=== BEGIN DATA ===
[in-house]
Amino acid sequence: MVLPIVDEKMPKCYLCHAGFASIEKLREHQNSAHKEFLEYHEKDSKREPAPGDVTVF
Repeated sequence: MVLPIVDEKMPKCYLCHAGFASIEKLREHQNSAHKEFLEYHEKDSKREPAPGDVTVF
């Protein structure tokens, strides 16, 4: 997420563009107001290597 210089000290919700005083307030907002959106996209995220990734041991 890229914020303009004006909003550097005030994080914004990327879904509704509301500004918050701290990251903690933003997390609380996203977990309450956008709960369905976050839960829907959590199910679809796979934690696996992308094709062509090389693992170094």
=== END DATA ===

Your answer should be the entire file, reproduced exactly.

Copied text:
[in-house]
Amino acid sequence: MVLPIVDEKMPKCYLCHAGFASIEKLREHQNSAHKEFLEYHEKDSKREPAPGDVTVF
Repeated sequence: MVLPIVDEKMPKCYLCHAGFASIEKLREHQNSAHKEFLEYHEKDSKREPAPGDVTVF
């Protein structure tokens, strides 16, 4: 997420563009107001290597 210089000290919700005083307030907002959106996209995220990734041991 890229914020303009004006909003550097005030994080914004990327879904509704509301500004918050701290990251903690933003997390609380996203977990309450956008709960369905976050839960829907959590199910679809796979934690696996992308094709062509090389693992170094």